World War II (detail from Pearl Harbor photo)

Dressing for War

War production devoured cotton, silk, nylon, wool, leather, and rubber and little was left for civilian clothes or shoes. Regulation L-85, issued by the War Production Board in 1942, rationed natural fibers and forbade drastic style changes that might tempt buyers. It limited color choices and restricted the length of skirts and the fullness of pants and jackets; even cuffs were banned. Manufacturers substituted synthetics for some fabrics, but stopped making nylon stockings altogether in order to make parachutes. And they had to abandon rubber-based stretch fabrics and elastics in women’s foundation garments.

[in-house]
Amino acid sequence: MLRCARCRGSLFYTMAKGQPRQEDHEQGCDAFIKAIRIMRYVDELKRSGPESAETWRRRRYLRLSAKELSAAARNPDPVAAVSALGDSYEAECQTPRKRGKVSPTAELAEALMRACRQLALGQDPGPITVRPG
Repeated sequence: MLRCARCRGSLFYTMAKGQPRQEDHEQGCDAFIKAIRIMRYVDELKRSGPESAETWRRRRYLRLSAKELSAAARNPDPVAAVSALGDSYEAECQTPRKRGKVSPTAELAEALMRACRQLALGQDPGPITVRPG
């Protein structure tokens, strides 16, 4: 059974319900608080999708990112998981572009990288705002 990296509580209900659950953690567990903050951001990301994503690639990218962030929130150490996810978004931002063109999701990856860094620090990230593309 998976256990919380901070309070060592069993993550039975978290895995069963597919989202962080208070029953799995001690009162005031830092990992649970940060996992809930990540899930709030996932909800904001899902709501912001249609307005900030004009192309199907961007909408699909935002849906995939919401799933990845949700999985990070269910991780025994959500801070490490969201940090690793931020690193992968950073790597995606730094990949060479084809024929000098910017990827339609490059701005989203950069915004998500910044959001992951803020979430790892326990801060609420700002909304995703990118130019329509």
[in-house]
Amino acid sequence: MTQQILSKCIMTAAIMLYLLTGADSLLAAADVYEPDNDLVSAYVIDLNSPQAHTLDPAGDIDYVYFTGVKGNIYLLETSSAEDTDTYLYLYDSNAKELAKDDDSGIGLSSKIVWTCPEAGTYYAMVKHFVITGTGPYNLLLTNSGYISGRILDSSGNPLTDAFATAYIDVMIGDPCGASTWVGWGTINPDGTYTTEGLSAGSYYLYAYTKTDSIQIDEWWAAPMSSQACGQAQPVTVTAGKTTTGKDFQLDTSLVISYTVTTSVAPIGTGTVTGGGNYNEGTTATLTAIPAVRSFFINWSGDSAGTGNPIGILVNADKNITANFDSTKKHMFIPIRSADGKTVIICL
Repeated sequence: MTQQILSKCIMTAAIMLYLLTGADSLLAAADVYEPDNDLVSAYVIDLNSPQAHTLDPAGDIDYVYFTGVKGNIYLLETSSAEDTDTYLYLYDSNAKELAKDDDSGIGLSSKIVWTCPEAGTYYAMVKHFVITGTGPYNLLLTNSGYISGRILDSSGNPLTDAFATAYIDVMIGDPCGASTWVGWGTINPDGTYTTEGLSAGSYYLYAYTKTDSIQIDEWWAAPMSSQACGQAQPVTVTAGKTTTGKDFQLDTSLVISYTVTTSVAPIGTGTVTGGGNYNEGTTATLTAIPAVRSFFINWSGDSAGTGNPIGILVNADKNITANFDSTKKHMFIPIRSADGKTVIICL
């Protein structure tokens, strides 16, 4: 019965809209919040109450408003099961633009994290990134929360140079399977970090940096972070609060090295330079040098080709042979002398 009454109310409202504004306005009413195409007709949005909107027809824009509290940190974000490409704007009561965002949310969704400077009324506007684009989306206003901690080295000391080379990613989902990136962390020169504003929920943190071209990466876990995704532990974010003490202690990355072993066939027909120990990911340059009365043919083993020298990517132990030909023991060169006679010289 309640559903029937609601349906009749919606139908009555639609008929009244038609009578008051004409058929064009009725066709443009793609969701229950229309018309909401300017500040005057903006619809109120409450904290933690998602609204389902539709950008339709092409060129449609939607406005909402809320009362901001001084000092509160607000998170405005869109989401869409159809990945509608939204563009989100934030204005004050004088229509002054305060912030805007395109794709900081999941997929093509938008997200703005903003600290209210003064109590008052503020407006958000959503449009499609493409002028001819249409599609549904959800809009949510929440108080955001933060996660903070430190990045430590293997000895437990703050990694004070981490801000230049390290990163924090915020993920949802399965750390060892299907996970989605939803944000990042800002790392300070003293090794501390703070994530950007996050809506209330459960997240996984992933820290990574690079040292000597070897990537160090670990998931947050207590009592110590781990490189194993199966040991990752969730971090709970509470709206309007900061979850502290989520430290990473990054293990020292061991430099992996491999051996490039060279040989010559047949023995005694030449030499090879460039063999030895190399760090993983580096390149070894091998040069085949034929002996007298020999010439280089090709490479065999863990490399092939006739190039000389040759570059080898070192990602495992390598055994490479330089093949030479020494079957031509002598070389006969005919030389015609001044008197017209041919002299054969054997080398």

Clothing regulations from Women’s Wear Daily, 1942
Advertisement from Vogue, 1942
Advertisement for rayon hosiery
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